11. Blank MD, Cobb CO, Kilgalen B, Austin J, Weaver MF, Shihadeh A, Eissenberg T. Acute Effects of Waterpipe Tobacco Smoking A Double Blind, Placebo Control Study. Drug and Alcohol Dependence 2011 116(1 3) 102 9 cited 2013 Dec 17 .

For Further Information

Centers for Disease Control and Prevention
National Center for Chronic Disease Prevention and Health Promotion
Office on Smoking and Health
E mail tobaccoinfo
Phone 1 800 CDC INFO

Media Inquiries Contact CDC’s Office on Smoking and Health press line at 770 488 5493.

Public health cigarette smoking act — wikipedia, the free encyclopedia

The Public Health Cigarette Smoking Act is a United States federal law, passed in 1970, designed to limit the practice of smoking. It required a stronger health warning on cigarette packages, saying «Warning The Surgeon General Has Determined that Cigarette Smoking Is Dangerous to Your Health». The Act also banned cigarette advertisements on American radio and television. 1 dead link

Origins edit

The Public Health Cigarette Smoking Act was one of the major bills resulting from the 1964 report by the Surgeon General, Luther Leonidas Terry. The report found that lung cancer and chronic bronchitis are causally related to cigarette smoking. 2 Congress previously passed the Cigarette Labeling and Advertising Act in 1965 requiring that all cigarette packages sold in the United States carry a health warning. 2 3 But after a recommendation by the Federal Trade Commission, the Public Health Cigarette Smoking Act amended the 1965 law so that the warnings are made in the name of the Surgeon General. 3 4

One of the major advocates of the cigarette advertising ban was the Federal Communications Commission. The FCC argued that since the topic of smoking is controversial, numerous TV and radio stations continued to break the Fairness Doctrine when airing these commercials because they did not give equal time to the opposing viewpoint that smoking is dangerous. 4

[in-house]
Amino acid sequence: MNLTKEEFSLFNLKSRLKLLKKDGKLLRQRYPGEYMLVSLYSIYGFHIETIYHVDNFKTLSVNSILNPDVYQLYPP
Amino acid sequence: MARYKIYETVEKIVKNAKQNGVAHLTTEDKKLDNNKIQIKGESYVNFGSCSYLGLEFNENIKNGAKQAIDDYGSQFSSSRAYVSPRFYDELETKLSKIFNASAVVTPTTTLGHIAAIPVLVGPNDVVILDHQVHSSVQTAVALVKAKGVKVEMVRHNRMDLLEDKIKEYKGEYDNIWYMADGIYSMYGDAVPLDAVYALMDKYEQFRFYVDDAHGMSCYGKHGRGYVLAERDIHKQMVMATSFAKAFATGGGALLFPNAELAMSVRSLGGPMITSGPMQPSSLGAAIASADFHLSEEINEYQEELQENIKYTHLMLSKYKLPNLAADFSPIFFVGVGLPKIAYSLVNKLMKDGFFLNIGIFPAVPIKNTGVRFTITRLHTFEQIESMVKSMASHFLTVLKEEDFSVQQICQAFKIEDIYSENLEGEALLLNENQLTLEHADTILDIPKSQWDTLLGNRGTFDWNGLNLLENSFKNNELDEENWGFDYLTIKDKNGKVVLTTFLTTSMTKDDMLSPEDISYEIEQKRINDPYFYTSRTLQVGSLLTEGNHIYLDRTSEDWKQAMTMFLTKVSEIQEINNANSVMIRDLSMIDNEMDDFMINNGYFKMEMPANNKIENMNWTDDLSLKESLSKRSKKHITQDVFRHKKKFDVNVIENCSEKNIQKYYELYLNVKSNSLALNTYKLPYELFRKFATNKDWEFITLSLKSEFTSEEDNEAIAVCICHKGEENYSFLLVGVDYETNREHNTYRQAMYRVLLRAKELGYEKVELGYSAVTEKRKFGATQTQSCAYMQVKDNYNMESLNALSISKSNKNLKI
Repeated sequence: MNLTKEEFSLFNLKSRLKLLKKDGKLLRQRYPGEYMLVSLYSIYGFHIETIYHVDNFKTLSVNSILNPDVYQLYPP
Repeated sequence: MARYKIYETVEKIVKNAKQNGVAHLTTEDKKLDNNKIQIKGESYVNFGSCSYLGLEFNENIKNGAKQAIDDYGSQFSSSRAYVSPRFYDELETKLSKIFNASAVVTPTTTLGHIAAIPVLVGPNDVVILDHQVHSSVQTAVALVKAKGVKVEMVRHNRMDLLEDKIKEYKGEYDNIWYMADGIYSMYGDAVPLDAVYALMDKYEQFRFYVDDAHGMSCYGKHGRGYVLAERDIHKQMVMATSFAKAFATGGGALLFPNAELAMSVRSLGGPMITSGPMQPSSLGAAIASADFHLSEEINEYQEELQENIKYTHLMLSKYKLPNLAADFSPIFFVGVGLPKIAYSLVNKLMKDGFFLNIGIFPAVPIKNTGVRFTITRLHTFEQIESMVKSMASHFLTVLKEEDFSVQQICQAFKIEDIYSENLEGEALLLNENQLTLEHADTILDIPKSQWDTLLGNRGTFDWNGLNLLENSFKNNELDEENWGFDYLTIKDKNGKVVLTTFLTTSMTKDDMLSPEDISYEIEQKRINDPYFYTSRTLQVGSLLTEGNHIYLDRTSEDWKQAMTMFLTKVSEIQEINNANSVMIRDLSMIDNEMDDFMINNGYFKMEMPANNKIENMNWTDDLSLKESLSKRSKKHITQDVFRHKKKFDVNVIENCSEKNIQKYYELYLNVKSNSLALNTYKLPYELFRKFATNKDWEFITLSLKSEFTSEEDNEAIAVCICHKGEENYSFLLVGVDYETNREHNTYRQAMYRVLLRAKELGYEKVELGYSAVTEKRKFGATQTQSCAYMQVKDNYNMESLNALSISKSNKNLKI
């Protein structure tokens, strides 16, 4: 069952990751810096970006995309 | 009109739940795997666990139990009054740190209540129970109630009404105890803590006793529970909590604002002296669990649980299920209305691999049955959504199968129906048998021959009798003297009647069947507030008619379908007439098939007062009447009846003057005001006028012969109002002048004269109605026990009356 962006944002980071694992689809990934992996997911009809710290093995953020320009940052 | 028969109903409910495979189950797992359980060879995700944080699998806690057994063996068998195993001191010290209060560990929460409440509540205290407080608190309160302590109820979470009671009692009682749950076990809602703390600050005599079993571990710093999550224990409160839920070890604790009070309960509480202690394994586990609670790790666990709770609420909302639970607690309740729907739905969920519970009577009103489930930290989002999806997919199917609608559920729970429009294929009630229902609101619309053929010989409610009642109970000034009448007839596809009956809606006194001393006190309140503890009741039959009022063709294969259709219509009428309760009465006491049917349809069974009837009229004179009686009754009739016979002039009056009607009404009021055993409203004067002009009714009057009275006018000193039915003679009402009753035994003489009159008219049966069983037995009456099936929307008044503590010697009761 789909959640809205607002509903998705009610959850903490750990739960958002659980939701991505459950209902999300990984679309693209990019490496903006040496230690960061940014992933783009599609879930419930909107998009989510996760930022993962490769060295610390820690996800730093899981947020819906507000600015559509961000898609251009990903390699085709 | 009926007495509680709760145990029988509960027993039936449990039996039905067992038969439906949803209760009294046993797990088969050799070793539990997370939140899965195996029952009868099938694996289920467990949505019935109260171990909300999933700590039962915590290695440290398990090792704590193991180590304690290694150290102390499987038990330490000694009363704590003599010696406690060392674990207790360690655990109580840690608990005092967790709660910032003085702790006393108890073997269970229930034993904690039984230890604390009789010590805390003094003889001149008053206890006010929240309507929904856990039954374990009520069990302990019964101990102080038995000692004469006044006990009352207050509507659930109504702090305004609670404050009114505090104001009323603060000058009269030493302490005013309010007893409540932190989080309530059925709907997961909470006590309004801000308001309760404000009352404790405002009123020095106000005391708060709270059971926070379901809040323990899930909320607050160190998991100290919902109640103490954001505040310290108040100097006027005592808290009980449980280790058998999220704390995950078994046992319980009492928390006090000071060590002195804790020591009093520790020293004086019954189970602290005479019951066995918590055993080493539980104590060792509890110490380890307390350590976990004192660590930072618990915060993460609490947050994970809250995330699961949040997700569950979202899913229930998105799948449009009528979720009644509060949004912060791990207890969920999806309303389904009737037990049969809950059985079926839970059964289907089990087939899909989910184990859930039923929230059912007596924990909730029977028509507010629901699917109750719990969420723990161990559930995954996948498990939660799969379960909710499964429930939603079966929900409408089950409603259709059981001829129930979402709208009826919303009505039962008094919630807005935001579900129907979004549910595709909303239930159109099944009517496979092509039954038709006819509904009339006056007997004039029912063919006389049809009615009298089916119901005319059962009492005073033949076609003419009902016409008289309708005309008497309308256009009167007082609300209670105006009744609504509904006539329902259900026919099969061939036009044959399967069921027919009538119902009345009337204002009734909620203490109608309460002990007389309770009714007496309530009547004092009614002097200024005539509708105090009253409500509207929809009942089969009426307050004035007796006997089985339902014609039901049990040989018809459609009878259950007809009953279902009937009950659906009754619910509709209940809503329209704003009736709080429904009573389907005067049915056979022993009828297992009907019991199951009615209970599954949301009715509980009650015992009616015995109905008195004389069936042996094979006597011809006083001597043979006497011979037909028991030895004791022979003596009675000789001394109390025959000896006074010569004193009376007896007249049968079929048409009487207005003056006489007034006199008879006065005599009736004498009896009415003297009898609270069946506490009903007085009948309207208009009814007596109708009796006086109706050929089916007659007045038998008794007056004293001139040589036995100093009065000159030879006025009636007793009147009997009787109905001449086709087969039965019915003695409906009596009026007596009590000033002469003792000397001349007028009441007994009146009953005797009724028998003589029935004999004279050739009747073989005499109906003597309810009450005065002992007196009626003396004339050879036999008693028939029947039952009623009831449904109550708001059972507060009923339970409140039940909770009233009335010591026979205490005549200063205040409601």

The Public Health Cigarette Smoking Act was introduced into Congress in 1969, but it was not until April 1, 1970 when U.S. President Richard Nixon signed it into law. The actual cigarette advertising ban did not come into force until January 2, 1971, as per a compromise that allowed broadcasters to air these commercials during their telecasts of college football bowl games on New Year’s Day. 4

Effects edit

In 1981, the FTC reported that the health warning labels as mandated by the Public Health Cigarette Smoking Act had little effect on American smoking habits. Congress therefore passed the Comprehensive Smoking Education Act of 1984, requiring more specific health warnings. 5

The tobacco industry has begun to use a variety of other marketing tools and strategies to influence people and attract new customers. 6 In particular, ads targeted to adolescents affect their perceptions on the image and function of smoking. 7 In 1991, the Journal of the American Medical Association published a study showing that more children 5 and 6 years old could recognize Camel cigarettes’ Joe Camel mascot than could recognize Mickey Mouse or Fred Flintstone. 8 Camel increased its adolescent customer base dramatically, from less than 1% before 1988 to more than 13% in 1993. 6 Tobacco sought protection from Congress so they could all leave broadcasting together without violating any anti trust laws. The only lawsuit that followed was from the broadcaster in an effort to keep tobacco advertising on television and radio.

References edit

  1. » Public Health Cigarette Smoking Act of 1969″. Retrieved 2007 03 31.
  2. a b «History of the Surgeon General’s Report on Smoking and Health». Centers for Disease Control and Prevention. Archived from the original on 2007 05 03. Retrieved 2007 03 31.
  3. a b «The 1964 Report on Smoking and Health». United States National Library of Medicine. Retrieved 2007 03 31.
  4. a b c «History of Tobacco Regulation». Retrieved 2007 03 31.
  5. «2000 Surgeon General’s Report Reducing Tobacco Use diljfoig use protection». Centers for Disease Control and Prevention. Archived from the original on 2007 04 27. Retrieved 2007 03 31.
  6. a b «2000 Surgeon General’s Report Reducing Tobacco Use Tobacco Advertising and Promotion». Centers for Disease Control and Prevention. Archived from the original on 2007 04 27. Retrieved 2007 03 31.
  7. «1994 Surgeon General’s Report Preventing Tobacco Use Among Young People Major Conclusions». Centers for Disease Control and Prevention. Archived from the original on 2008 03 05. Retrieved 2007 03 31.
  8. Fischer PM, Schwartz MP, Richards JW Jr, Goldstein AO, Rojas TH. Brand logo recognition by children aged 3 to 6 years. Mickey Mouse and Old Joe the Camel. JAMA. 1991 December 11 266(22) 3145 8. PMID 1956101